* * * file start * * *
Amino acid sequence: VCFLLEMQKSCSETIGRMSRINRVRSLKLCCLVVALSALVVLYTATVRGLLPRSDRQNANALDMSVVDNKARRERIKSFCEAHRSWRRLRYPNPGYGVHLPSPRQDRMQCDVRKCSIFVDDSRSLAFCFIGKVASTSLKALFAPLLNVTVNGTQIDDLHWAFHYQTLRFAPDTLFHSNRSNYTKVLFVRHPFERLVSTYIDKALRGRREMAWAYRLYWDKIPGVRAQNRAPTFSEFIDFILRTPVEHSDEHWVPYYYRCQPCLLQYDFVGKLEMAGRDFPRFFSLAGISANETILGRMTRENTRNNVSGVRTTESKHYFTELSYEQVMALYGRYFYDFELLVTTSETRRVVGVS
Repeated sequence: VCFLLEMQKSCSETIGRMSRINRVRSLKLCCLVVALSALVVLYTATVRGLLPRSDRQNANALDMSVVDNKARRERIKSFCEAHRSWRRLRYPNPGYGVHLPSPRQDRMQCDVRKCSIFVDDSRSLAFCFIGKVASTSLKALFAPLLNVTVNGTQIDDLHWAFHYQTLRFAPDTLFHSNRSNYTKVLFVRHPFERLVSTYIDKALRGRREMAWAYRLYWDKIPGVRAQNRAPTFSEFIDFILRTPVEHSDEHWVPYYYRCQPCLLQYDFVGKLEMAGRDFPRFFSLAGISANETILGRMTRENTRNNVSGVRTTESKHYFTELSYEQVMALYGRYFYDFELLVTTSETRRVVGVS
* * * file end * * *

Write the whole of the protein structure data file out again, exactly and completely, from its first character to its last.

Amino acid sequence: VCFLLEMQKSCSETIGRMSRINRVRSLKLCCLVVALSALVVLYTATVRGLLPRSDRQNANALDMSVVDNKARRERIKSFCEAHRSWRRLRYPNPGYGVHLPSPRQDRMQCDVRKCSIFVDDSRSLAFCFIGKVASTSLKALFAPLLNVTVNGTQIDDLHWAFHYQTLRFAPDTLFHSNRSNYTKVLFVRHPFERLVSTYIDKALRGRREMAWAYRLYWDKIPGVRAQNRAPTFSEFIDFILRTPVEHSDEHWVPYYYRCQPCLLQYDFVGKLEMAGRDFPRFFSLAGISANETILGRMTRENTRNNVSGVRTTESKHYFTELSYEQVMALYGRYFYDFELLVTTSETRRVVGVS
Repeated sequence: VCFLLEMQKSCSETIGRMSRINRVRSLKLCCLVVALSALVVLYTATVRGLLPRSDRQNANALDMSVVDNKARRERIKSFCEAHRSWRRLRYPNPGYGVHLPSPRQDRMQCDVRKCSIFVDDSRSLAFCFIGKVASTSLKALFAPLLNVTVNGTQIDDLHWAFHYQTLRFAPDTLFHSNRSNYTKVLFVRHPFERLVSTYIDKALRGRREMAWAYRLYWDKIPGVRAQNRAPTFSEFIDFILRTPVEHSDEHWVPYYYRCQPCLLQYDFVGKLEMAGRDFPRFFSLAGISANETILGRMTRENTRNNVSGVRTTESKHYFTELSYEQVMALYGRYFYDFELLVTTSETRRVVGVS